I guess the bottom line is that you do have to change your habits. The surgeries are a quick (and sometimes dangerous) fix, and only a tool for initial weight loss. Your body is more adaptive than you can imagine. I don't know anyone who had the surgery that lost it and kept everything off without a serious lifestyle change. Even then, its rare in my experience.

Best of luck to the former fatty marathon running farkers who have had success with the surgery. I do hope for the best for you and all those struggling with being healthy.
2012-10-10 02:15:27 PM
1 votes:

strapp3r: i seriously need to get into the fatty business

/recession proof


Combine that with a tatto removal business and you'll be laughing all the way to the bank!
2012-10-10 02:14:55 PM
1 votes:
Wouldn't it be cheaper and less risky to just pay someone to punch you in the gut every time you ate too much?

kiwimoogle84: I'm almost 30. Mr kiwi is 40. And yes that's true, but I blame bad parenting. If a kid never tasted fries, he wouldn't throw a tantrum until Mummy gave in and got them for him. My mother wouldn't let us have dessert unless we are an EXTRA helping of veggies at dinner. We had to eat one anyway. If we wanted the reward, we had to make up for it.


The only issue with this course of action is it firmly establishes vegetables as "the stuff you have to eat to get the stuff you actually want." Which means the moment you have freedom, you go "fark the vegetables, I don't have to eat them now." The amount of time it took me to realize I actually LIKE vegetables is a bit embarrassing; I was just used to viewing them as an obstacle.
2012-10-10 02:11:22 PM
1 votes:

WeenerGord: CheetahOlivetti: The memory of how horrible dumping syndrome is keeps me from overdoing it.

What is "dumping syndrome"?


There are 2 kinds. Well for me there was.

Eating too much sugar caused and issue at one end, and eating too much caused me to throw up. Took awhile to learn new boundaries.
2012-10-10 02:10:22 PM
1 votes:

Mitch Taylor's Bro: Obama4Life: Hebalo: Fark_Guy_Rob:
It's easy to say "stop eating things that are bad for you", but when the majority of the country is overweight to obese, it's clearly not working.

Now granted some obesity can be written off as genetics, but those people are the minority. Obesity can be controlled with diet and exercise, but most people don't want to put forth the effort

Sometimes, your location can make the diet part a little harder than I think it should be.

I just got back from a short vacation in a flyover state I'd never visited before. I was shocked at the menus at the local restaurants and the selection at the local markets. Iceberg lettuce and pink, artificially ripened tomatoes were the only non-fried vegetable options (I suppose I could've ordered the fried zucchini and removed the breading). Yes, they're probably responding to demand--and years of tradition and habits that are hard to break--but it creates a problem for those who do want to change their diets.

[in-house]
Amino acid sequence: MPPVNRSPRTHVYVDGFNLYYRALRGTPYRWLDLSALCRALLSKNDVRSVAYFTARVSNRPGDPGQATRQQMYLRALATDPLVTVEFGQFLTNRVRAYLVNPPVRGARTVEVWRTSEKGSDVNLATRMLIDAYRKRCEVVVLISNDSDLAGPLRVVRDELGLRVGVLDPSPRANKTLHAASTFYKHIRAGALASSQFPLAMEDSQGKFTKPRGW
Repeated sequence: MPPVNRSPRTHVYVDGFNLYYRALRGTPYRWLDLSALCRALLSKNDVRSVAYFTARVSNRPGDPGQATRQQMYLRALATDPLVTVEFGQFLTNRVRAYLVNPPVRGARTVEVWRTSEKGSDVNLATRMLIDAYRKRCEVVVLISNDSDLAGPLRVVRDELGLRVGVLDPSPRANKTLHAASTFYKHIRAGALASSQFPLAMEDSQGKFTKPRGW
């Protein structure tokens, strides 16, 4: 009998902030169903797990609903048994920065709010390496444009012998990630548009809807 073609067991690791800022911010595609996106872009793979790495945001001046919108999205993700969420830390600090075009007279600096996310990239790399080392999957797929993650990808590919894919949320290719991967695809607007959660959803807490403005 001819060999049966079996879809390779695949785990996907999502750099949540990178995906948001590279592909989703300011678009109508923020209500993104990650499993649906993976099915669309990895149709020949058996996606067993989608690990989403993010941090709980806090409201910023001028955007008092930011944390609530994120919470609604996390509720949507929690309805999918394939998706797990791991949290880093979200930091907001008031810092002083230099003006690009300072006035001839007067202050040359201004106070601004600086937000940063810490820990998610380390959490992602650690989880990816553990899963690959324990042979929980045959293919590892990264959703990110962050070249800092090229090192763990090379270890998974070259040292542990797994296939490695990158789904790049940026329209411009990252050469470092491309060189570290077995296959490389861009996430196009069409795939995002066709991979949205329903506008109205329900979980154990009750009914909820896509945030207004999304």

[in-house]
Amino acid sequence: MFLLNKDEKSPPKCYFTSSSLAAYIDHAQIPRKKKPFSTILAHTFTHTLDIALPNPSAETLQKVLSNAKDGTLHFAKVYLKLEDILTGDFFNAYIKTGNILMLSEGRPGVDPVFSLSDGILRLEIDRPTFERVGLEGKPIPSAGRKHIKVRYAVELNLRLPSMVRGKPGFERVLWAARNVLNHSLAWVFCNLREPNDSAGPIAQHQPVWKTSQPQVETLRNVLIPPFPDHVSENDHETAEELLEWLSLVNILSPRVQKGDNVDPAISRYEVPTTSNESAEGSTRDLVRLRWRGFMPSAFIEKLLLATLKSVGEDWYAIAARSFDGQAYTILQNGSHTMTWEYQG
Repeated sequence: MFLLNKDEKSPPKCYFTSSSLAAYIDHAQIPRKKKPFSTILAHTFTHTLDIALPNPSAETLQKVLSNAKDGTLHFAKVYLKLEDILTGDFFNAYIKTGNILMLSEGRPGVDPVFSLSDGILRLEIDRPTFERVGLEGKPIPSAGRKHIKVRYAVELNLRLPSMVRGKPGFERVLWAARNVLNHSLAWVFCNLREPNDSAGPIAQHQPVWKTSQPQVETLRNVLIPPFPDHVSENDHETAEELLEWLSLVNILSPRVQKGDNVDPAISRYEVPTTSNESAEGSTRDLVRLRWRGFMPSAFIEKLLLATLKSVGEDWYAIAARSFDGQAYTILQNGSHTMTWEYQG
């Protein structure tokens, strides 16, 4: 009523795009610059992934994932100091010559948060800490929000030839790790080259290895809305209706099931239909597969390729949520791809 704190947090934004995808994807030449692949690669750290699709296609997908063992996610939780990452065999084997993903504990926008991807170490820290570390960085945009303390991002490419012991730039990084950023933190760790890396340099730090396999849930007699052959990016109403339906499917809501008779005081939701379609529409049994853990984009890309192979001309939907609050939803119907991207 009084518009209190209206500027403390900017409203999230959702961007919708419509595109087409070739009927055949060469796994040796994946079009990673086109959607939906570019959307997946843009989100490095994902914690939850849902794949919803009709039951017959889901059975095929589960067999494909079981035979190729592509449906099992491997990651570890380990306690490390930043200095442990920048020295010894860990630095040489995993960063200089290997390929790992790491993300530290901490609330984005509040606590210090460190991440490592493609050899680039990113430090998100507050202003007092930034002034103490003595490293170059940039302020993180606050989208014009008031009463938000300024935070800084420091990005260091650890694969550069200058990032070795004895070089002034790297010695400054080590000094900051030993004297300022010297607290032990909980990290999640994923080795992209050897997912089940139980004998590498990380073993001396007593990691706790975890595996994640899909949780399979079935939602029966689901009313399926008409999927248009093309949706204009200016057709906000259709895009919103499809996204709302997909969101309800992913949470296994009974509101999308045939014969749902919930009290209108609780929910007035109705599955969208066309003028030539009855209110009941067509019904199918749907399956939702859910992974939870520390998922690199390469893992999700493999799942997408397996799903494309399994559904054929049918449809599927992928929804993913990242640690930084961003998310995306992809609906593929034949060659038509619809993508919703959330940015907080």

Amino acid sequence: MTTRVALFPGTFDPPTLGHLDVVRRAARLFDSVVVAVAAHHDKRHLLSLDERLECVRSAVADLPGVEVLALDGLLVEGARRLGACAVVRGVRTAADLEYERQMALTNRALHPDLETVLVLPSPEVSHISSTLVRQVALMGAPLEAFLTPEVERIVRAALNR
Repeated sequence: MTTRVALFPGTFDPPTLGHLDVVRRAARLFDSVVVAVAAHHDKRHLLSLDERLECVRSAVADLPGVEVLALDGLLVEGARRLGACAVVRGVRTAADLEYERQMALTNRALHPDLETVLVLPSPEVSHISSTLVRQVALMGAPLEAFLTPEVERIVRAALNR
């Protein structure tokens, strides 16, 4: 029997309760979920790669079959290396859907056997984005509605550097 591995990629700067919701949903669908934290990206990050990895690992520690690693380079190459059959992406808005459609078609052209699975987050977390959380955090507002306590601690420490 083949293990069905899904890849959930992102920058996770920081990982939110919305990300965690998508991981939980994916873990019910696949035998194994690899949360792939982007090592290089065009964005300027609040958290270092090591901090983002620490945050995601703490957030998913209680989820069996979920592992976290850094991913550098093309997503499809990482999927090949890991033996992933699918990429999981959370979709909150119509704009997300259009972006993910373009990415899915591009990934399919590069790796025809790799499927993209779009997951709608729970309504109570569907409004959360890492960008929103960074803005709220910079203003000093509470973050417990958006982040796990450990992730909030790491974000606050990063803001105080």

Yep. I spent about ten days touring the midwest a couple years ago. Great trip, nice folks and it's beautiful.

But it was almost impossible to find fresh veggies and fruit. Iceberg lettuce and baked potatoes were about it.

Don't get me wrong - I'd enjoy gorging on meat and fried stuff. But I dropped 110 lbs. a few years back and am keeping it off by not eating this stuff. I do now and then while keeping an eye on calories or fasting the day after.

I lost the weight by putting down the fork.
2012-10-10 02:09:28 PM
1 votes:

WeenerGord: Medic Zero: Fark_Guy_Rob: I absolutely love how all the gastric bypass surgery does forcefully encourage people to eat less. And it's incredibly effective.

You can get the same benefit, for free, by simply eating the same amount you'd eat if you'd had the surgery.

But no, no, it's a medical condition and I've tried every diet and nothing works! Unless you cut out my stomach so I can't eat and am forced to follow a diet - then everything works great!

Can't agree with the bolded part. I've seen quite a few failures in the ER and ICU.


What kind of failures? Infections? or ruptures from gorging?


My friend's mother died from complications from bypass surgery. Can't remember what exactly, but was surgery related, not gorging related.